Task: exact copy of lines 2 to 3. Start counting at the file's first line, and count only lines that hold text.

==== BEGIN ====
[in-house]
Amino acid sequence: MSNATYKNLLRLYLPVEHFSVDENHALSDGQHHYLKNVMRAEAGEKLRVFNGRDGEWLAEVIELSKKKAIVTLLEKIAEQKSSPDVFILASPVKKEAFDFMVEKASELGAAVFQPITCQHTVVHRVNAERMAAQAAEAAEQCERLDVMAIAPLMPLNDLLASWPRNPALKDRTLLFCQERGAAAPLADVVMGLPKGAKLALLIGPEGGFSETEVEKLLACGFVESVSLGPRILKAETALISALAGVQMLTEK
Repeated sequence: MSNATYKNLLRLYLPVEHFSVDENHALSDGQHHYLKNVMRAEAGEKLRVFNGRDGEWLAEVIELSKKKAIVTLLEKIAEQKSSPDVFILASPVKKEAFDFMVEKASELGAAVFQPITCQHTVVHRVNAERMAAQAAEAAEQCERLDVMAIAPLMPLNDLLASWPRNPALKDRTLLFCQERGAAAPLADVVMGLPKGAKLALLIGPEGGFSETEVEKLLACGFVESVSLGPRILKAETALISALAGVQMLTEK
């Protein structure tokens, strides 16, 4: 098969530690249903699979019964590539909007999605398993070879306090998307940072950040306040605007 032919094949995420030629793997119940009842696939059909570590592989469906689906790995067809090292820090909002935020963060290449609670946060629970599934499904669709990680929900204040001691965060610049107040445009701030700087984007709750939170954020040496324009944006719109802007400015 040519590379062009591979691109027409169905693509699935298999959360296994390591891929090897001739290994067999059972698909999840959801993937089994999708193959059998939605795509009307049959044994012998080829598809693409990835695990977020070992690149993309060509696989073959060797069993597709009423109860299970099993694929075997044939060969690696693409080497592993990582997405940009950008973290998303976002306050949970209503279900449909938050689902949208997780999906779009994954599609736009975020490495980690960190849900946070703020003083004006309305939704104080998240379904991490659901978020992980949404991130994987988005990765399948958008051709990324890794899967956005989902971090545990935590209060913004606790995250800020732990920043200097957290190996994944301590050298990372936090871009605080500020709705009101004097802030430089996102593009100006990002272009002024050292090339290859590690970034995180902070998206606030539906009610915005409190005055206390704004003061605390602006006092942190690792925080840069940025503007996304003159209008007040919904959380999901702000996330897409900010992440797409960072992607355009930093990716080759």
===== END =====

Amino acid sequence: MSNATYKNLLRLYLPVEHFSVDENHALSDGQHHYLKNVMRAEAGEKLRVFNGRDGEWLAEVIELSKKKAIVTLLEKIAEQKSSPDVFILASPVKKEAFDFMVEKASELGAAVFQPITCQHTVVHRVNAERMAAQAAEAAEQCERLDVMAIAPLMPLNDLLASWPRNPALKDRTLLFCQERGAAAPLADVVMGLPKGAKLALLIGPEGGFSETEVEKLLACGFVESVSLGPRILKAETALISALAGVQMLTEK
Repeated sequence: MSNATYKNLLRLYLPVEHFSVDENHALSDGQHHYLKNVMRAEAGEKLRVFNGRDGEWLAEVIELSKKKAIVTLLEKIAEQKSSPDVFILASPVKKEAFDFMVEKASELGAAVFQPITCQHTVVHRVNAERMAAQAAEAAEQCERLDVMAIAPLMPLNDLLASWPRNPALKDRTLLFCQERGAAAPLADVVMGLPKGAKLALLIGPEGGFSETEVEKLLACGFVESVSLGPRILKAETALISALAGVQMLTEK